The announcement last week by the Wylie Agency of its Odyssey Editions and the exclusive distribution of content through the Kindle Store may have made Kindlers happy, but the move has resulted in a firestorm of protest from other publishers.
The main points of contention are that:
Competition: Wylie will now be competing with other publishers.
Possible conflict of interest: Wylie is a literary agent; being a publisher at the same time could result in conflicts of interest.
Content is restricted to the Kindle Store rather than being device agnostic. This is less of an issue for readers now that the Kindle reading applications are available on many platforms, but it is of course an issue for Amazon’s competitors.
Disputes over ebook rights: Older contracts between authors and publishers (such as those governing the titles released by Odyssey Editions) were made before ebooks were around. The authors of the Odyssey ebooks had pbook contracts with other publishers. Whether or not these older contracts also apply to ebooks is still unsettled and is probably the major reason we don’t have more backlist and out-of-print books published digitally.
Random House, which usually seems to have a relatively progressive approach to ebooks, questioned Amazon’s legal right to sell the Odyssey titles. Random House also says that as Wylie is now a publisher and therefore a competitor they will not conduct any new English-language business with Wylie on a worldwide basis.
There is a possibility that the Odyssey Editions may end up being pulled from the Kindle Store. As an avid reader, and since ebooks are my delivery method of choice, I want to see all of the backlists and out-of-print and hard-to-find titles available for me to buy and read. At the very least, Wylie has put the issue of ebook rights of these older books on the front burner. Most publishers do not seem to be much interested in doing this, even though digitizing their backlists and out-of-print books would be a way for publishers to monetize these titles and better serve their customers.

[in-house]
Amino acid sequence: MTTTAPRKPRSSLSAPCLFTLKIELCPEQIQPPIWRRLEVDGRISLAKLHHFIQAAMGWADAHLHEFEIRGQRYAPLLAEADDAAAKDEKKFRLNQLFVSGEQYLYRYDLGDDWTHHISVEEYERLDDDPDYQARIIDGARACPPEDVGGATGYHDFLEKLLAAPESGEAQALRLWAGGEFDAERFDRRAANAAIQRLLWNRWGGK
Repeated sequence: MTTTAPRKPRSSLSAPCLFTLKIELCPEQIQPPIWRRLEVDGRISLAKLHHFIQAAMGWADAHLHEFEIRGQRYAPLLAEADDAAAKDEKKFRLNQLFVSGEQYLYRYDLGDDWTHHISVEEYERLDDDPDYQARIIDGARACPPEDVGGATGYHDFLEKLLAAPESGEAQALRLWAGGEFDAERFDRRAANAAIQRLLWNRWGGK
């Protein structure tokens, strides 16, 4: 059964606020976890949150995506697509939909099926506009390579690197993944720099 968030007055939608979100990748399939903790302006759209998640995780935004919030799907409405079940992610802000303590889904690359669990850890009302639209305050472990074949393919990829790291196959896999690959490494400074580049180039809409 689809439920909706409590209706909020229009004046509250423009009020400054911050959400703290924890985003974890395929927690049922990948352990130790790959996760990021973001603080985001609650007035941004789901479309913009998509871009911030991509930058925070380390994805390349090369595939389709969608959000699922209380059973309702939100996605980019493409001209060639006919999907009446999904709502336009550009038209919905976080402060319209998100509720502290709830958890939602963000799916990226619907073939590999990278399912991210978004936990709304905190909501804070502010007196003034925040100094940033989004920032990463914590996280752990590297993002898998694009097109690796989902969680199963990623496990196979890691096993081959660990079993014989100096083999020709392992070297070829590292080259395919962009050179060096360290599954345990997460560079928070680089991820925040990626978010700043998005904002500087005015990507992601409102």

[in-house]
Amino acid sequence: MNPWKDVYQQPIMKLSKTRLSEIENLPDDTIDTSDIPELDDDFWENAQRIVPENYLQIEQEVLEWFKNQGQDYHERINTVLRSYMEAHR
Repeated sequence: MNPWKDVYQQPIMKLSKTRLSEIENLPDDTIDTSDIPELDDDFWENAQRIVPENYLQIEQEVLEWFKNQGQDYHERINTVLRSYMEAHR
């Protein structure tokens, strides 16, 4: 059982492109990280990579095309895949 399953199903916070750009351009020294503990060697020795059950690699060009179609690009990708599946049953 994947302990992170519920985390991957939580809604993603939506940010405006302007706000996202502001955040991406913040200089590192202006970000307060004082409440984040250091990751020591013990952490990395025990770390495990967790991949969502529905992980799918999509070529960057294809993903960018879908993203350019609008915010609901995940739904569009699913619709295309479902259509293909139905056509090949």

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Arrow Publications, LLC, which is the publisher of MyRomanceStory.com, has announced that their romance graphic novels will soon be available through LongBox, Inc.
LongBox will provide comics and graphic novels to readers on computers, ereaders, gaming systems and other handheld devices via its forthcoming LongBox Digital ereading application. Currently LongBox appears to still be in beta, but should be open for business soon.
Graphic novels from Arrow can currently be read on your computer and iDevices and are available from the above link and at iTunes.
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The iPad continues its takeover of the educational market. XanEdu, which claims to be the leading faculty-preferred provider of CoursePacks and custom textbooks, has launched an iPad publishing application.
Instructors will use the XanEdu CoursePack Management System to publish materials that students will then be able to access on an iPad. This capability is in addition to being fully integrated into popular learning management systems on campus. XanEdu’s iPad platform also enables students to take and share notes for a more collaborative, engaging learning experience.
“XanEdu, as the largest independent provider of Harvard Business Publishing material is a trusted partner and consistent innovator,” said Maureen Bestes, VP of Higher Education of Harvard Business Publishing. “In the fall, we’re launching interactive spreadsheets for financials cases with XanEdu.
XanEdu publishes over 15,000 titles annually at over 2,000 institutions and is the largest provider of custom coursepacks in North America.